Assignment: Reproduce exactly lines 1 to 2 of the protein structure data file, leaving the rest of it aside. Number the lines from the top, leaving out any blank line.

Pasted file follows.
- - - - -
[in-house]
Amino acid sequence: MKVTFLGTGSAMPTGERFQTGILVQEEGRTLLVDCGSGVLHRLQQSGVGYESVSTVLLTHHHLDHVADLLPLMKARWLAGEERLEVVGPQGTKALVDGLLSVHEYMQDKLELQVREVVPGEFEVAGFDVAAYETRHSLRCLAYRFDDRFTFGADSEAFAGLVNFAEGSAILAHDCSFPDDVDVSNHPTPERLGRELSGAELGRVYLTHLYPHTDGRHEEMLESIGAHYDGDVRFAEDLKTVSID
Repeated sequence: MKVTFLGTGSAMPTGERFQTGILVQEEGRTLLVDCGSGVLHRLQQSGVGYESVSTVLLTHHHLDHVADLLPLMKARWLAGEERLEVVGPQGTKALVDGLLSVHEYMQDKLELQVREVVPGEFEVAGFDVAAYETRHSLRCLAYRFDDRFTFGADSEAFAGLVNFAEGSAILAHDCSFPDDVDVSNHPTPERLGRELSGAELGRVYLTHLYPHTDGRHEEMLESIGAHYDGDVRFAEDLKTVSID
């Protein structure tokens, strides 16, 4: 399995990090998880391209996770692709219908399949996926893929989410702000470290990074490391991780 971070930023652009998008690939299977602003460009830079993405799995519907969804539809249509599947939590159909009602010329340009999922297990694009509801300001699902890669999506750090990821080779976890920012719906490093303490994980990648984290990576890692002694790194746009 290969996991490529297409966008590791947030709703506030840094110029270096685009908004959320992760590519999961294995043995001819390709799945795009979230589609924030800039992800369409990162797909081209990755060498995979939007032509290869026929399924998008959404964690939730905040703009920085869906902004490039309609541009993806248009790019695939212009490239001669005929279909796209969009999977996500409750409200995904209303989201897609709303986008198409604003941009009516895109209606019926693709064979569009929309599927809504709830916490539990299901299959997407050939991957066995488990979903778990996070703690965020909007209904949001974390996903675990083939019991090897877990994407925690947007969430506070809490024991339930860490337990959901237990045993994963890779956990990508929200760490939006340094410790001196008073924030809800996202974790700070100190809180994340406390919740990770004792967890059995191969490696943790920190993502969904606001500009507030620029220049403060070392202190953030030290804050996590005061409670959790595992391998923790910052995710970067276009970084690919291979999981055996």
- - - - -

[in-house]
Amino acid sequence: MKVTFLGTGSAMPTGERFQTGILVQEEGRTLLVDCGSGVLHRLQQSGVGYESVSTVLLTHHHLDHVADLLPLMKARWLAGEERLEVVGPQGTKALVDGLLSVHEYMQDKLELQVREVVPGEFEVAGFDVAAYETRHSLRCLAYRFDDRFTFGADSEAFAGLVNFAEGSAILAHDCSFPDDVDVSNHPTPERLGRELSGAELGRVYLTHLYPHTDGRHEEMLESIGAHYDGDVRFAEDLKTVSID